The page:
If you think your child has symptoms of depression, it's important to take action. Talk with your child and your doctor or others who know your child well. Many parents dismiss their concerns, thinking they'll go away, or avoid acting because they may feel guilty or prefer to solve family problems privately.
For a long time, it was commonly believed that children did not get depressed and that teenagers all went through a period of "storm and stress," so many kids and teens went untreated for depression. Now more is known about childhood depression and experts say it's important to get kids help as soon as a problem is noticed.
Parents often feel responsible for things going on with their kids, but parents don't cause depression. However, it is true that parental separation, illness, death, or other separation can cause short-term problems for kids, and sometimes can trigger a problem with longer term depression. This means that if your family is going through something stressful it's usually helpful to turn to a counselor, therapist, or other expert for support.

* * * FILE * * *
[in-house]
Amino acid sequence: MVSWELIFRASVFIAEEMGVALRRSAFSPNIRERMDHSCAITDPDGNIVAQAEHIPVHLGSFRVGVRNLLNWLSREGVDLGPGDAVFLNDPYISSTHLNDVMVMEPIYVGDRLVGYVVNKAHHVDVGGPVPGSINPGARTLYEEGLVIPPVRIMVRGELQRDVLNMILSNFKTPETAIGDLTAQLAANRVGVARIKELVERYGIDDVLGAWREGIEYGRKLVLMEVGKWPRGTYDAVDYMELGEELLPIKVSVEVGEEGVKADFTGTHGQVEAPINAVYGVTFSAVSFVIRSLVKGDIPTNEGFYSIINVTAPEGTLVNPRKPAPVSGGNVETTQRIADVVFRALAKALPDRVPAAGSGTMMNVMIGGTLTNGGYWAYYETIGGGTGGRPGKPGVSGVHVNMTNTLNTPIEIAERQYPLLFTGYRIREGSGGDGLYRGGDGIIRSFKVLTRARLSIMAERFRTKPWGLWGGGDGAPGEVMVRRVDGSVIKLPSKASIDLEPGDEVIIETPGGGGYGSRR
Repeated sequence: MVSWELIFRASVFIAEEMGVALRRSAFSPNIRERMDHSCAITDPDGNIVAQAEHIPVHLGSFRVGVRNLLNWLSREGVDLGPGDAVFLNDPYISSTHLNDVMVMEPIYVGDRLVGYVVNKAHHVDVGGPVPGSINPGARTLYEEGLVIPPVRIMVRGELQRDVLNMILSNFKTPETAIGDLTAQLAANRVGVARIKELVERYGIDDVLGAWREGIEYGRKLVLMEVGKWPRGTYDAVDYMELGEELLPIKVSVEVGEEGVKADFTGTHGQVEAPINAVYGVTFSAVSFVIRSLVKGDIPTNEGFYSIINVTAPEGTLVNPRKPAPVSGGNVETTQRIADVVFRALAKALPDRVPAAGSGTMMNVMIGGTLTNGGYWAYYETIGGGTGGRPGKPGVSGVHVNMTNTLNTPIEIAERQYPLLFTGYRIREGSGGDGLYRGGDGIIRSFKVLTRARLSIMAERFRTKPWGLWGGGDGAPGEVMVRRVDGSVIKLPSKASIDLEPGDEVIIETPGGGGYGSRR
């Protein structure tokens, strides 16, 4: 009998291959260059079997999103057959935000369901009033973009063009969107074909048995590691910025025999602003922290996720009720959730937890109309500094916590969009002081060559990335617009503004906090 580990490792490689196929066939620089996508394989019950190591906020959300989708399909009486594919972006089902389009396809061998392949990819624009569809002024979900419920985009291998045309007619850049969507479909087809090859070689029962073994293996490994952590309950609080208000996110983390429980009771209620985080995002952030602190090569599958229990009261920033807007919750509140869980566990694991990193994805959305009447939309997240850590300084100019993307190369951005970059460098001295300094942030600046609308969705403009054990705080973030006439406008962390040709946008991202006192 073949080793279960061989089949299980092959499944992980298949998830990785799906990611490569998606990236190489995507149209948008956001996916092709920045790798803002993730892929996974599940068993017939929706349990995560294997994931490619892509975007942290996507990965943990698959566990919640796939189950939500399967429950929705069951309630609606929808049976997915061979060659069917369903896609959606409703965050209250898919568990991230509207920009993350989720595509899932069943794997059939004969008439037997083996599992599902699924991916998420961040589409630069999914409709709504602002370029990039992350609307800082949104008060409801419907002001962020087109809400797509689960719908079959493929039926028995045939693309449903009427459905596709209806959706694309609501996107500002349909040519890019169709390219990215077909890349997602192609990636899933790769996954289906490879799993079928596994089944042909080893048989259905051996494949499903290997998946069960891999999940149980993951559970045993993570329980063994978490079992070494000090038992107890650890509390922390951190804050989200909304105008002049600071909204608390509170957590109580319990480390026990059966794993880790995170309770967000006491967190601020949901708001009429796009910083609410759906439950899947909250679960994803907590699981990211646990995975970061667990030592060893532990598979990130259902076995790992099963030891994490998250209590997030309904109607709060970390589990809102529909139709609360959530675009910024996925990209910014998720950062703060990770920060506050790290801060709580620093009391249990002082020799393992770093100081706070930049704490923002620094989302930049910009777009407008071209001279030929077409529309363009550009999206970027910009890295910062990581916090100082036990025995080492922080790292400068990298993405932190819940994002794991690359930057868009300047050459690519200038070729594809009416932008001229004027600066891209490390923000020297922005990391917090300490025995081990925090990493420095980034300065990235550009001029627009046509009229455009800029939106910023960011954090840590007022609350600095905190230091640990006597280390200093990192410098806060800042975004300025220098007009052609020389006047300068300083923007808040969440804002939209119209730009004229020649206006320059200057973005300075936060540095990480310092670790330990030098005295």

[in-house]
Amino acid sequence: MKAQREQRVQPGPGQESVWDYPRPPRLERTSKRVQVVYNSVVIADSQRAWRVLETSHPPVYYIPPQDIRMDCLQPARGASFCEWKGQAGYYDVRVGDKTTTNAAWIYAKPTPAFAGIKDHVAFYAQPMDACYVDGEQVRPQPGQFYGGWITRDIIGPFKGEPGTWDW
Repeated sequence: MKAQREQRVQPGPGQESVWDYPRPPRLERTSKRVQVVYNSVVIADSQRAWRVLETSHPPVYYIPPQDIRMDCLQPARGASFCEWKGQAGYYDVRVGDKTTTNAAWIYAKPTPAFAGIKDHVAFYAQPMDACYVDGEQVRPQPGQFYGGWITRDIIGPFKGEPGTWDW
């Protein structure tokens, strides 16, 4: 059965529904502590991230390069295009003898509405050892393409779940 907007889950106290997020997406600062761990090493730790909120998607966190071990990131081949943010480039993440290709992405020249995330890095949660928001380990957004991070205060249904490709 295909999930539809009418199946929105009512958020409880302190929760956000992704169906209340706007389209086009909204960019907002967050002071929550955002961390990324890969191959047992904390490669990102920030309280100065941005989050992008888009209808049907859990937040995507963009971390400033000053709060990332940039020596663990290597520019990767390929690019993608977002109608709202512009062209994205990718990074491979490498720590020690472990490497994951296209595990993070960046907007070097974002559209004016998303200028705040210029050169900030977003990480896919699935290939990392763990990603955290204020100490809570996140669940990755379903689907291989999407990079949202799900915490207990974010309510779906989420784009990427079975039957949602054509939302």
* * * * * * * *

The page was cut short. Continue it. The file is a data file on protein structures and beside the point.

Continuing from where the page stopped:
It's also important to remind your child that you're there for support. Say this over and over again — kids with depression need to hear it a lot because sometimes they feel unworthy of love and attention.
Remember, kids who are depressed may see the world very negatively because their experiences are shaped by their depression. They might act like they don't want help or might not even know what they are really experiencing.
The good news is that professionals can help. Depression can be successfully treated in more than 80% of the people who become depressed. But if it goes untreated, it can be deadly — it is a major risk factor for suicidal behavior.
Depression can be treated with psychotherapy, medicine, or a combination of therapy and medicine. A psychiatrist can prescribe medicine, and although it may take a few tries to find the right drug, most people who follow their prescribed regimen eventually begin to feel better.